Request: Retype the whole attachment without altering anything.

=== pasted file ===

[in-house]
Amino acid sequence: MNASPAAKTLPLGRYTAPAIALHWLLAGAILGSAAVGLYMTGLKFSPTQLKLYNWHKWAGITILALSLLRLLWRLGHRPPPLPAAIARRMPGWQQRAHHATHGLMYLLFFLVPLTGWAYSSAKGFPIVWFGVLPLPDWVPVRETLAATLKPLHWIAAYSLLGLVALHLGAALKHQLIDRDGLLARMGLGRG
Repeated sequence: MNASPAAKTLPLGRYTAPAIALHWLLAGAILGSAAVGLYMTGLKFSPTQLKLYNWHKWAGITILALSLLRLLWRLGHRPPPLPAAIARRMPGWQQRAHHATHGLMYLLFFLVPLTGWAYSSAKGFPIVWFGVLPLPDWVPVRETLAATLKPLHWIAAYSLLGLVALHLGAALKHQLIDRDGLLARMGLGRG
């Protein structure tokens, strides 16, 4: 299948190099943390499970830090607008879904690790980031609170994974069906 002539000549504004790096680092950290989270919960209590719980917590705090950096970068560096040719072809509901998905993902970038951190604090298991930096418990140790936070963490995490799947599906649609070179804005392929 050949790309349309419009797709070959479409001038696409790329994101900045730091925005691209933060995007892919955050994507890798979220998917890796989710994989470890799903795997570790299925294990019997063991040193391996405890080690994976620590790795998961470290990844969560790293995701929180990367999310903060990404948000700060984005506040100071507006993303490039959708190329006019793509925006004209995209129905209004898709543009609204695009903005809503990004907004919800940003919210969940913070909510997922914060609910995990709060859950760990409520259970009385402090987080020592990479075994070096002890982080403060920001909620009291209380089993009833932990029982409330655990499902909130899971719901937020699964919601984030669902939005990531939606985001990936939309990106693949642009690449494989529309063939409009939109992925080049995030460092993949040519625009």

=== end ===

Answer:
[in-house]
Amino acid sequence: MNASPAAKTLPLGRYTAPAIALHWLLAGAILGSAAVGLYMTGLKFSPTQLKLYNWHKWAGITILALSLLRLLWRLGHRPPPLPAAIARRMPGWQQRAHHATHGLMYLLFFLVPLTGWAYSSAKGFPIVWFGVLPLPDWVPVRETLAATLKPLHWIAAYSLLGLVALHLGAALKHQLIDRDGLLARMGLGRG
Repeated sequence: MNASPAAKTLPLGRYTAPAIALHWLLAGAILGSAAVGLYMTGLKFSPTQLKLYNWHKWAGITILALSLLRLLWRLGHRPPPLPAAIARRMPGWQQRAHHATHGLMYLLFFLVPLTGWAYSSAKGFPIVWFGVLPLPDWVPVRETLAATLKPLHWIAAYSLLGLVALHLGAALKHQLIDRDGLLARMGLGRG
């Protein structure tokens, strides 16, 4: 299948190099943390499970830090607008879904690790980031609170994974069906 002539000549504004790096680092950290989270919960209590719980917590705090950096970068560096040719072809509901998905993902970038951190604090298991930096418990140790936070963490995490799947599906649609070179804005392929 050949790309349309419009797709070959479409001038696409790329994101900045730091925005691209933060995007892919955050994507890798979220998917890796989710994989470890799903795997570790299925294990019997063991040193391996405890080690994976620590790795998961470290990844969560790293995701929180990367999310903060990404948000700060984005506040100071507006993303490039959708190329006019793509925006004209995209129905209004898709543009609204695009903005809503990004907004919800940003919210969940913070909510997922914060609910995990709060859950760990409520259970009385402090987080020592990479075994070096002890982080403060920001909620009291209380089993009833932990029982409330655990499902909130899971719901937020699964919601984030669902939005990531939606985001990936939309990106693949642009690449494989529309063939409009939109992925080049995030460092993949040519625009």